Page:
Chapter 12: Island Life

Uncle Jimmy!

I woke up last night thinking of something. I’ve been sharing all sorts of stories of our current European trip, as well as back-flipping into stories of past excursions. And I’ve been doing a lot of comparison to “life back home”. But I really haven’t told you what back home was.

Have you ever been to the Florida Keys? No? Well, think of Florida as this big long appendage hanging down, with the tip squirting out … no wait, that analogy can only get worse. Ahem, at the very bottom of the state of Florida, on the east coast, your last major city is Miami. Below that lie several smaller towns, then the famed Everglades, and then nothing but water. Well, except for a chain of narrow islands that stretch generally east-to-west, and bearing slightly to the south. Those islands are The Florida Keys, and they span over a hundred linear miles end to end. All connected by more than forty bridges, and surrounded by the bluest of waters.

In the Keys, everything is measured by its mile marker, starting at zero way down at the very end of the chain in Key West. MM108 is your entry point after leaving the mainland. We’re at mile marker 101 and a half, on the bay side. In Key Largo.

We live in a trailer park, which really isn’t a trailer park. Not by typical American standards anyway. Prices for houses in the Keys are seriously not cheap. So a lot of folks just park their travel trailers and RVs on tiny lots that are mere steps away from the ocean or bay. Forgoing acreage and elbow room for price and water access. And our tiny caravan that I mentioned in an earlier letter is parked just so.

How to describe life down there. Easy is probably the only real word. There is no dress code, except for shorts, t-shirts, and flip flops. Wealthy or poor, everyone looks and acts the same. There are no real politics, just discussions of fishing and boating. And everyone, at every bar, is a friend.

Slow is another word I’d use. No one rushes or hurries. No one honks their car horns. Let that person pass or turn, you’ve got all day. The only time that matters is sunset, and every single person in the islands knows the exact minute that will happen on any given day. For at that moment, you will raise a glass, someone will blow into a conch shell, and another transition from well lit paradise to a dimmer one will commence.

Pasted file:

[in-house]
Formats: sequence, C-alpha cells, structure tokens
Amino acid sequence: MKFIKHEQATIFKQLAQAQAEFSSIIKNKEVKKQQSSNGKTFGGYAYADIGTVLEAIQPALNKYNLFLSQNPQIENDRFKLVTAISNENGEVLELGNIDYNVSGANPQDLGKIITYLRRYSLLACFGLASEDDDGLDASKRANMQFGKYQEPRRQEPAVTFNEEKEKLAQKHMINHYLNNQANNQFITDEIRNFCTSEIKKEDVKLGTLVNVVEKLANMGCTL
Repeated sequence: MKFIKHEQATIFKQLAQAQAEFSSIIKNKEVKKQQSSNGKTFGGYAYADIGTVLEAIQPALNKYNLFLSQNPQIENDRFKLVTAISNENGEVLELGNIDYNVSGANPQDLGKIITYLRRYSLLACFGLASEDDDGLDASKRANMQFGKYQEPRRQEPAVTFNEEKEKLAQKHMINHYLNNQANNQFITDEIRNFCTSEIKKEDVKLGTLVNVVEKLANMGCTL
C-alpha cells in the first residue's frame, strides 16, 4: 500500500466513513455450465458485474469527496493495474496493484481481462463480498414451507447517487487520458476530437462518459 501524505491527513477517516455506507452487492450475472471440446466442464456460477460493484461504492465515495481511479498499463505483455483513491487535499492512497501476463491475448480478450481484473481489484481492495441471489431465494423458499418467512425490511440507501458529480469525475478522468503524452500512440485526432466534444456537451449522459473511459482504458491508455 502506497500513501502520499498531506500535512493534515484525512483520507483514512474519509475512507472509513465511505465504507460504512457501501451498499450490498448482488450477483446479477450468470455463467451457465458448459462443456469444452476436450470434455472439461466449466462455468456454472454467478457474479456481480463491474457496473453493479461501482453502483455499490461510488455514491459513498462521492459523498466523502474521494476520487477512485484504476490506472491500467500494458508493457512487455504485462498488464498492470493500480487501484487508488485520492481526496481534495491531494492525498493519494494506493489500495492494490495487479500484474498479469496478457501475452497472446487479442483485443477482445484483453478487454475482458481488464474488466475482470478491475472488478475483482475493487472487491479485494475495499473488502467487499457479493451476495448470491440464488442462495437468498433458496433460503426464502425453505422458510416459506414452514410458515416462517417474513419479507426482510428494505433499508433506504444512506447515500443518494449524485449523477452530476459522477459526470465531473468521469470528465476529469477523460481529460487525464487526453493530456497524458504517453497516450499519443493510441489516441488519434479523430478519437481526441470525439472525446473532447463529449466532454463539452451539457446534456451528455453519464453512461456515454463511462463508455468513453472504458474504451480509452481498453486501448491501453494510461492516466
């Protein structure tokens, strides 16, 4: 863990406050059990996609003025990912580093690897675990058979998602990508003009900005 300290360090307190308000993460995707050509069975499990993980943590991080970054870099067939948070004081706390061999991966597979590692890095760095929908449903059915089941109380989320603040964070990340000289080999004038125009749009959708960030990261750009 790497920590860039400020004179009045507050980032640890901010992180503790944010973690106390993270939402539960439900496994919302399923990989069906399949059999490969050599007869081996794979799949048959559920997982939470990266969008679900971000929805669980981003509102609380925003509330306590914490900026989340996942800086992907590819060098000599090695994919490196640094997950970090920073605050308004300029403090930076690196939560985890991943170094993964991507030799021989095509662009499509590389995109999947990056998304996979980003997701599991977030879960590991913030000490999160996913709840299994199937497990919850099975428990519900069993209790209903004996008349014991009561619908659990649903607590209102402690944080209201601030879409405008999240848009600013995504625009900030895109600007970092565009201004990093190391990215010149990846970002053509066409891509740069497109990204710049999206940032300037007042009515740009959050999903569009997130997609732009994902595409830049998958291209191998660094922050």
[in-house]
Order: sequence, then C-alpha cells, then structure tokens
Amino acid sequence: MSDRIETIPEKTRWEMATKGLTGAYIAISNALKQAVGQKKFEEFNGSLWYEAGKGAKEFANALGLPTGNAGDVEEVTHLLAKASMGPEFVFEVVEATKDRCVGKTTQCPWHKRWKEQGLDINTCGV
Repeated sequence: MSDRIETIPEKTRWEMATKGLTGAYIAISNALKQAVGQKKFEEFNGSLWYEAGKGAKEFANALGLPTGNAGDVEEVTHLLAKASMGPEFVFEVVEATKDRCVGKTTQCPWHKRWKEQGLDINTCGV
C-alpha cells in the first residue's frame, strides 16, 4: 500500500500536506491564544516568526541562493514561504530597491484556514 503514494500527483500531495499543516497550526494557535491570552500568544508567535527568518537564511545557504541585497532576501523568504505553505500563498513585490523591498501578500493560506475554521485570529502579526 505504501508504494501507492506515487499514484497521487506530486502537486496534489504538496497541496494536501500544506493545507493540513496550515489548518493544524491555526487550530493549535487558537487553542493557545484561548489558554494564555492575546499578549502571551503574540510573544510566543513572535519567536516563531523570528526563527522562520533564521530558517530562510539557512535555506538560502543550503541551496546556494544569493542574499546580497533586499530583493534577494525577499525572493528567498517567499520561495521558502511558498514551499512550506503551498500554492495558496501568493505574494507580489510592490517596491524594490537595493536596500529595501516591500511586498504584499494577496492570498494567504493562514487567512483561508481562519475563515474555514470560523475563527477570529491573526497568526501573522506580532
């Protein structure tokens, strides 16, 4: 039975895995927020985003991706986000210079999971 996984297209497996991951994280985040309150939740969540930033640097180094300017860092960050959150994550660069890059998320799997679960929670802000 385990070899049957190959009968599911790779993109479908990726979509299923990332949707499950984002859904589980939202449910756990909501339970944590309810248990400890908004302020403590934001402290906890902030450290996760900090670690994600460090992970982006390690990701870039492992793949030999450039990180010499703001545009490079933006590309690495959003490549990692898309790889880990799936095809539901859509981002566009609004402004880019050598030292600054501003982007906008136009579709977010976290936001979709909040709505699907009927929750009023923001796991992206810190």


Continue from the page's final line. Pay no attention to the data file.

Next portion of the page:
We do get a lot of tourists, and even more “Snow Birds”. People who usually live in the colder North, and who travel down to us for six months a year. To put up with our winters well-heated by Mother Nature and to enjoy the island way of life.

I think the widest part of Key Largo is maybe … half a mile? Probably less. Most of the islands are very narrow. In many places, they are so thin that the ocean on one side and the bay on the other are in the same view. And aside from mile markers, nothing is measured by distance, except maybe for how blessedly far away the mainland is.

Everything in the Keys is based on water. Scuba diving, fishing, boating … everything. Out of season lobster fishing is more of a crime here than most anything else. The place has peculiar priorities, at least to outsiders.

Sounds like nirvana, right? Well it is. And it isn’t.

If your mindset is one to relax, dig your feet into the ocean, and sip away at a cold beverage, then yes … it’s indeed paradise. But it’s hard to be or do anything else. The closest airport is on the mainland, easily two hours away. Using the Keys as a jumping point to destinations elsewhere ain’t happening, unless you have a big boat and want to visit another island chain. Which is my only real complaint about the place. When I get that itch to wander, wandering isn’t a thing easily done. So there is a price for paradise. To roam, you first have to escape.

One day, I can easily see myself settled down into island life. Hell, I can see continuing what we do now, even with the difficultly that is getting out to explore other lands. And I can envision even flip-flopping everything and becoming snow birds ourselves. Key Largo is truly a wondrous place. One that I love. That relaxes me. But it’s also one that oftentimes makes me feel trapped. Which is an odd thing to say about paradise.

So there you go, dearest uncle. Home, when I’m not home.

OK, back to the trip. Next letter! 🙂

Love, Rick